‘One Chip Challenge’ maker pulls products from store shelves following death of Worcester teen

WORCESTER, Mass. — The maker of the “One Chip Challenge” announced Thursday that it has pulled its products from store shelves, just days after a teenager from Worcester died suddenly from what his family described as complications from the popular social media challenge.

Harris Wolobah, of Worcester, recently passed away after taking part in the “One Chip Challenge,” which involves eating an extremely spicy chip made from some of the hottest peppers in the world, according to his family.

Wolobah ate an extremely spicy chip made from a very hot pepper and sold by Paqui LLC.

In a statement posted on its website, Paqui said, “The Paqui ‘One Chip Challenge’ is intended for adults only, with clear and prominent labeling highlighting the chip is not for children or anyone sensitive to spicy foods or who has food allergies, is pregnant or has underlying health conditions. We have seen an increase in teens and other individuals not heeding these warnings.  As a result, while the product continues to adhere to food safety standards, out of an abundance of caution, we are actively working with our retailers to remove the product from shelves.”

Wolobah visited the nurse’s office at Doherty Memorial High School on Friday. Wolobah later passed away in his home on Rustic Drive in front of Worcester police officers and paramedics.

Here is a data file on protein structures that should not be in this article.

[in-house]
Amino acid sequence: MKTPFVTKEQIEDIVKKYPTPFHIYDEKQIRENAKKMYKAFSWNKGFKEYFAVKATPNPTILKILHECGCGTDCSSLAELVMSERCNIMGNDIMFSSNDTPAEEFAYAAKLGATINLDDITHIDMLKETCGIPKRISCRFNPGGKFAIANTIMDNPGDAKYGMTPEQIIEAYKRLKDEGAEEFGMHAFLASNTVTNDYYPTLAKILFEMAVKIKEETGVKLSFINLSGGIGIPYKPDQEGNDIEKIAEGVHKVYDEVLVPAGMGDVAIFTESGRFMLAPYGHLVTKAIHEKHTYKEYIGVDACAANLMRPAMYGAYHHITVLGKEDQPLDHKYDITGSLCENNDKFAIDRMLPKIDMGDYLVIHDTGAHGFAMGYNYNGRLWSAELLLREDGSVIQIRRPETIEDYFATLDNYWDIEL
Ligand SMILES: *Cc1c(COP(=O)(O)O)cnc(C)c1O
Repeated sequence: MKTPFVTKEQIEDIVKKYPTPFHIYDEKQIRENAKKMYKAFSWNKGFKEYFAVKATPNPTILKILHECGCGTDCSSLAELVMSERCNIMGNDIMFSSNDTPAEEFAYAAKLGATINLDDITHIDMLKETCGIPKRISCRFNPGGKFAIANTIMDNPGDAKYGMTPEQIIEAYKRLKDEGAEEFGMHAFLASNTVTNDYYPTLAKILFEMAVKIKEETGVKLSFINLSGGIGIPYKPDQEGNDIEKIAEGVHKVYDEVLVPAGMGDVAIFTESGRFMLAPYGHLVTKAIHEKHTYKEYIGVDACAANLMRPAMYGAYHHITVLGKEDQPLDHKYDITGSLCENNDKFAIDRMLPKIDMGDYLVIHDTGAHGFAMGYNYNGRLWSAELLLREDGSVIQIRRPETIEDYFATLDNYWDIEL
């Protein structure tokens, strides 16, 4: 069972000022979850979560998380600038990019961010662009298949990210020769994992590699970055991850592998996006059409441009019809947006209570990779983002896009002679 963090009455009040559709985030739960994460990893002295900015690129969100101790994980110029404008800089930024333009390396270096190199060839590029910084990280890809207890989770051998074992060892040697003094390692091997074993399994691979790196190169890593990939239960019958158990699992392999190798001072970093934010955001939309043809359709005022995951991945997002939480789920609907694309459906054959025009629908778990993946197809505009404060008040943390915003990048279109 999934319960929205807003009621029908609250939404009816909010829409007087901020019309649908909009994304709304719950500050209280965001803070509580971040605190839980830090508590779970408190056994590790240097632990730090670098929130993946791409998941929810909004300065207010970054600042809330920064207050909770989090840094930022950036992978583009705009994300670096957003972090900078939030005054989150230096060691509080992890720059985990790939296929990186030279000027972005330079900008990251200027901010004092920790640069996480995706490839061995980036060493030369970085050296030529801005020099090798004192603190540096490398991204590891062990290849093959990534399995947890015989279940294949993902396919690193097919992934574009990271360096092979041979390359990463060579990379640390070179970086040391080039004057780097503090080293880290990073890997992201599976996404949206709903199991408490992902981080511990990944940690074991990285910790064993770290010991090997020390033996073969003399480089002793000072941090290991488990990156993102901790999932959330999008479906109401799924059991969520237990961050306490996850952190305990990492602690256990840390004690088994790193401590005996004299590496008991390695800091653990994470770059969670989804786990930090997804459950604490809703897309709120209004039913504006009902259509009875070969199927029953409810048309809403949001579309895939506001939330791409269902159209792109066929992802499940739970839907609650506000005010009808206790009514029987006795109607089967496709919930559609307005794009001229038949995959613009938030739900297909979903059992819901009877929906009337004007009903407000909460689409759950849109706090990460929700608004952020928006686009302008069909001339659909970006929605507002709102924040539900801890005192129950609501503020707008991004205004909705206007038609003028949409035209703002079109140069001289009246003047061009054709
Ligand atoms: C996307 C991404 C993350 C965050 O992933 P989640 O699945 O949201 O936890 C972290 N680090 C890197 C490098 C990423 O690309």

Did ingestion of that chip lead to Wolobah’s death? That remains under investigation, but Worcester District Attorney Joseph D. Early said Wednesday that he doesn’t want a similar situation unfolding on his watch.

One local toxicologist, Dr. Peter Chai, an Emergency Services physician at Brigham and Women’s Hospital, said it’s possible to get a toxic dose of the ingredient that gives hot peppers their heat: capsaicin.

The issue is ingesting enough of the capsaicin to achieve a lethal level. And while the hotter the pepper, the more capsaicin it contains -- humans would still have to eat an unreasonable amount of peppers to get poisoned.

Chai said it doesn’t sound like an allergic reaction to capsaicin, as that would have happened more quickly. But he’s not discounting a possible poisoning.

Chai said one challenge facing the medical examiner in determining the cause of death is getting an accurate blood level of capsaicin -- as it disappears rather quickly.

Autopsy results are still pending in Wolobah’s death.

Paqui is also offering refunds on its single-serve products. For refunds, consumers can call 1-866-528-6848.

This is a developing story. Check back for updates as more information becomes available.

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